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Evidence-Based Complementary and Alternative Medicine
Volume 2014 (2014), Article ID 926381, 7 pages
http://dx.doi.org/10.1155/2014/926381
Research Article

The Metabolism of Polysaccharide from Atractylodes macrocephala Koidz and Its Effect on Intestinal Microflora

School of Pharmacy, Shanghai Jiao Tong University, Shanghai 200240, China

Received 23 May 2014; Accepted 6 November 2014; Published 19 November 2014

Academic Editor: Min Ye

Copyright © 2014 Ruijun Wang et al. This is an open access article distributed under the Creative Commons Attribution License, which permits unrestricted use, distribution, and reproduction in any medium, provided the original work is properly cited.

Abstract

An active polysaccharide from the rhizome of Atractylodes macrocephala Koidz (PAM) was identified to improve and adjust disordered intestinal flora. High-performance gel permeation chromatography (HPGPC) and gas chromatography-mass spectrometry (GC-MS) were employed to identify the components of PAM as rhamnose, glucose, mannose, xylose, and galactose at a ratio of 0.03 : 0.25 : 0.15 : 0.41 : 0.15. PAM metabolized in gastrointestinal tract when incubated with artificial gastric and intestinal juices. Anaerobic incubation of PAM on intestinal flora confirmed that PAM promoted the ability of intestinal bacteria to digest reducing sugar. Based on the Shannon index and similarity coefficient index of enterobacterial repetitive intergenic consensus-PCR (ERIC-PCR) fingerprinting of the total intestinal bacteria DNA, we concluded that PAM can significantly improve disordered intestinal flora and may be used as an oral adjuvant to regulate intestinal flora.

1. Introduction

Recent studies reported that the rising incidences of bowel disease were caused by gut microbes [1, 2]. These microbes were also associated with many epidemics chronic illnesses such as diabetes mellitus [3], inflammatory bowel disease [4], and obesity [5]. The gut microbes can be affected by many factors [69] including diet, body state, and environment, among which dietary was the major factor. Currently, it remains unclear how gut bacteria respond to active components from diets or functional foods. Studies on the relationship between intestinal flora and active components are warranted.

Reports indicated that polysaccharides can impact on the colonic microbiota [1012], but its mechanistic interaction with intestinal flora remains unknown. Further studies on such interactions would be useful to understand the physiological benefits of polysaccharide and provide instructions for proper therapeutic uses.

Polysaccharides are important constituent of many well-known functional herbs also in traditional Chinese medicine (TCM) [13], such as Atractylodes [1416], ginseng [17], and Poria cocos [18]. At present, the rhizome of Atractylodes macrocephala Koidz, the most common functional food, is known to regulate the gut microbes and is widely used in the treatment of chronic intestinal disease [15].

In this study, a novel polysaccharide (PAM) was isolated from the rhizome of A. macrocephala with improved metabolic effect on intestinal microflora and stability in artificial gastric/intestinal juice. By using anaerobic incubation and ERIC-PCR fingerprinting methods, the effect of PAM on intestinal bacteria in vitro and in vivo was evaluated. This study provided novel understanding on physiological and therapeutic benefits of polysaccharides on intestinal flora.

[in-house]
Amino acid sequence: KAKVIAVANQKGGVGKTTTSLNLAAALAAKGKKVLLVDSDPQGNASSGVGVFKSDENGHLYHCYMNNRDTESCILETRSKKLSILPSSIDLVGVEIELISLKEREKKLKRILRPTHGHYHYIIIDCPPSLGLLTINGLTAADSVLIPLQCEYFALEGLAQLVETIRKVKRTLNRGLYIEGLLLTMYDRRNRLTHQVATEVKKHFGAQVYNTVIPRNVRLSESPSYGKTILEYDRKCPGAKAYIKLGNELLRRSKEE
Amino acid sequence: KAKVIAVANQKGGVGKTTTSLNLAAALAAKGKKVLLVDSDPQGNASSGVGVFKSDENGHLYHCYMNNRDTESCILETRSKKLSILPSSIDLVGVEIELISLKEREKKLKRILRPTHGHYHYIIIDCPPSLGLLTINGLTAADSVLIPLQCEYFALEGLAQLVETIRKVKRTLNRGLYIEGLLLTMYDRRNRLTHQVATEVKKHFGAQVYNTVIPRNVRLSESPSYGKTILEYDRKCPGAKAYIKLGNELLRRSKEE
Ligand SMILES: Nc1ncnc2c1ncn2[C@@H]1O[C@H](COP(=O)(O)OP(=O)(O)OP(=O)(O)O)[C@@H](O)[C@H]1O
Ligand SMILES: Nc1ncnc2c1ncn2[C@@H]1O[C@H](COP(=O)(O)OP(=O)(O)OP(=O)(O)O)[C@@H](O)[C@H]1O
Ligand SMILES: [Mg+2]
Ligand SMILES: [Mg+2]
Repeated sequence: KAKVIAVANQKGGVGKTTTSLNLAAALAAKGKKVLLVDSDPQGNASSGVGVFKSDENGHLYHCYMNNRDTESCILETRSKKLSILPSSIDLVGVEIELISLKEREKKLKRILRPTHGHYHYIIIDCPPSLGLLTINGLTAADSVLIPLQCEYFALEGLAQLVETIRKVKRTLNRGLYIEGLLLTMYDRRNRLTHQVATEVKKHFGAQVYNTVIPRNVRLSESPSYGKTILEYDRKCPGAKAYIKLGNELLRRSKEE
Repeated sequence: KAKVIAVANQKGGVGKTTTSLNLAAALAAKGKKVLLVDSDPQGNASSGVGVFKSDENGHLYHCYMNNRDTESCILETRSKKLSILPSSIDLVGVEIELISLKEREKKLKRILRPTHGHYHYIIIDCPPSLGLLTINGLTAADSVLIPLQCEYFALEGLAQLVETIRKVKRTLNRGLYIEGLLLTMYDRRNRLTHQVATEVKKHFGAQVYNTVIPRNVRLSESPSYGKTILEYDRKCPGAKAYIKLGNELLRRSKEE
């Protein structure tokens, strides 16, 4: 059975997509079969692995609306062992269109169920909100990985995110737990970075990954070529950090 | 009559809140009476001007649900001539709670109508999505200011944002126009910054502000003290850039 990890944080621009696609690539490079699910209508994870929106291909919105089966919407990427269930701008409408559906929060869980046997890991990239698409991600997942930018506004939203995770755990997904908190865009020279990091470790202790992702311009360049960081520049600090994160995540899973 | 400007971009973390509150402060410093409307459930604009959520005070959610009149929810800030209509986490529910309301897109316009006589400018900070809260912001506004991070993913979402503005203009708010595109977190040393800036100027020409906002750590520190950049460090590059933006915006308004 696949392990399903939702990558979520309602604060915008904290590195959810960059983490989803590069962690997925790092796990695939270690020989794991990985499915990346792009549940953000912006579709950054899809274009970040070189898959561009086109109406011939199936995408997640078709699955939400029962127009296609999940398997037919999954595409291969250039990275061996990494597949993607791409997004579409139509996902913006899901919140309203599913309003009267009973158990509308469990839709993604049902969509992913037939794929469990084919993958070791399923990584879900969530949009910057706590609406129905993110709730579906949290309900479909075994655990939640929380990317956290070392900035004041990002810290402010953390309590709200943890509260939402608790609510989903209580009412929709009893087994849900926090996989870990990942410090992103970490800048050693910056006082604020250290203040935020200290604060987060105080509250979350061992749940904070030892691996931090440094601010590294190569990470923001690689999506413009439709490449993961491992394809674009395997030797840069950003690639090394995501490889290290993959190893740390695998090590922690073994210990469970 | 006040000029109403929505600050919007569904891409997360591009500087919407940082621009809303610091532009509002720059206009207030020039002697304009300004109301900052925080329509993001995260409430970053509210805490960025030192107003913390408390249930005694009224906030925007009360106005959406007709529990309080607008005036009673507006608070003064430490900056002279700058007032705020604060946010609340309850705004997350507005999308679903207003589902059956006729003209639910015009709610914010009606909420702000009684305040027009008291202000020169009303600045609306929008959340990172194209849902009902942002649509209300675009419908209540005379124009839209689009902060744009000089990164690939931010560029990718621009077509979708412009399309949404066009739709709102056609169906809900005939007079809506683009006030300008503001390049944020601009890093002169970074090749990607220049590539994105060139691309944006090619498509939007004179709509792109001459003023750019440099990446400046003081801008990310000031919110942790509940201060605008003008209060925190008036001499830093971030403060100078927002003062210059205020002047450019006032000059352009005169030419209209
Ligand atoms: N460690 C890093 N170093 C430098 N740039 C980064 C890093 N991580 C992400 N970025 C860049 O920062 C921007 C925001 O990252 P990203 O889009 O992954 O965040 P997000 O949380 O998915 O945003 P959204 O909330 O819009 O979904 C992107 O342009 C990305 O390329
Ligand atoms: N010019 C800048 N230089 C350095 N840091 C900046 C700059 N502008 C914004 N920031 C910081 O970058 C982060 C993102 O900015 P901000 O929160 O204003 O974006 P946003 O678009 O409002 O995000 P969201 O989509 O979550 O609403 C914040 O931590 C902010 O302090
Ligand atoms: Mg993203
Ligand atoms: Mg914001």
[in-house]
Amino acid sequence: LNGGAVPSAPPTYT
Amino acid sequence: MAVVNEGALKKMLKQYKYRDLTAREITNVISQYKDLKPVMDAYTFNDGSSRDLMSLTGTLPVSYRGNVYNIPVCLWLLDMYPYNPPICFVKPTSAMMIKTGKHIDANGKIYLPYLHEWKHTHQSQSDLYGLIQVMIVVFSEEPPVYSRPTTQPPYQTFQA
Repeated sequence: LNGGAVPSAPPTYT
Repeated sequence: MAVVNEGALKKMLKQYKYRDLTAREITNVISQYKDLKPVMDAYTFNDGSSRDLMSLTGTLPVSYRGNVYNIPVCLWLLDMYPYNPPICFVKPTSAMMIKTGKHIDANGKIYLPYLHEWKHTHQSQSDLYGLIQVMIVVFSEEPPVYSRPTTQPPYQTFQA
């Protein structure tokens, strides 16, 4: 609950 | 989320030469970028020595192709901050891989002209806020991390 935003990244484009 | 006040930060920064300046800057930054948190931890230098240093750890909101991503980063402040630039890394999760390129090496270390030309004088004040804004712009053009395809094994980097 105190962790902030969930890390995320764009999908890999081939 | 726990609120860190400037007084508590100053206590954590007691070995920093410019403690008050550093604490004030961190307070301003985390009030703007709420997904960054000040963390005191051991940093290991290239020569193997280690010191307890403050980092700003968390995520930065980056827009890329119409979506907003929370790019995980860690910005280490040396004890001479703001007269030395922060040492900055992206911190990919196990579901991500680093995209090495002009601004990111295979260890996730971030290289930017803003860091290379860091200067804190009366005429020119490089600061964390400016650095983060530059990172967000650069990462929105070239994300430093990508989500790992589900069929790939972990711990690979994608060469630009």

2. Experimental Section

2.1. Materials, Reagents, and Preparation of CAE

Dried rhizome of Atractylodes macrocephala Koidz (batch number HX20081102) and the folia of Cassia angustifolia Vahl (batch number HX20081103) were bought from Shanghai Huayu Pharmaceutical co., Ltd. (Shanghai, China). Their botanical origins were identified by the corresponding author, and voucher specimens were deposited at the School of Pharmacy, Shanghai Jiao Tong University. DEAE-52 was bought from Whatman (Maidstone, Britain) and Sephacryl S-100 gel was supplied by Amersham (Uppsala, Sweden). Monosaccharaides were purchased from Sigma (St. Louis, USA). Primers ERIC 1R (5′-ATGTAAGCTCCTGGGGATTCAC-3′) and ERIC 2R (5′-AAGTAA GTGACTGGGGTGAGCG-3′) were obtained from Sangon Biotech Co., Ltd. (Shanghai, China). All reagents were of analytical grade.

The dry powder of the folia of C. angustifolia (senna) was extracted (CAE) thrice with boiling water (1 : 10) for 120 min (40 min each time). The three filtrates were merged and evaporated by rotary evaporation under vacuum at 60°C. Finally, the concentration of extracts was set at 1.0 g/mL.

2.2. Animals

Male SD rats (190–200 g and 5 weeks old) were purchased from Shanghai Slack Laboratory Animal co., Ltd. (Shanghai, China). All procedures related to the animals and their care conformed to the internationally accepted principles as found in the Guidelines for Keeping Experimental Animals issued by the Government of China.

2.3. Extraction, Isolation, and Purification of Polysaccharides

The dried powder of the rhizome of A. macrocephala (200 g) was extracted thrice with 2000 mL boiling water for 3 h (1 h each time). The aqueous extracts were filtrated, combined, and concentrated to about 200 mL with rotary evaporators. To precipitate the crude polysaccharide, 3-fold volume of pure ethanol was added to the extracts at 4°C overnight. The resulting precipitate was collected by centrifugation, washed with pure ethanol (400 mL) repeatedly, and dried under nitrogen. 20 g dry precipitate was obtained, reconstituted in 1000 mL pure water, and deproteinized using 3-fold volume of Sevag reagent (-butanol/chloroform, v/v = 1 : 4). Finally, 900 mL supernatant was collected, concentrated to 100 mL, and lyophilized to 13.8 g crude polysaccharides.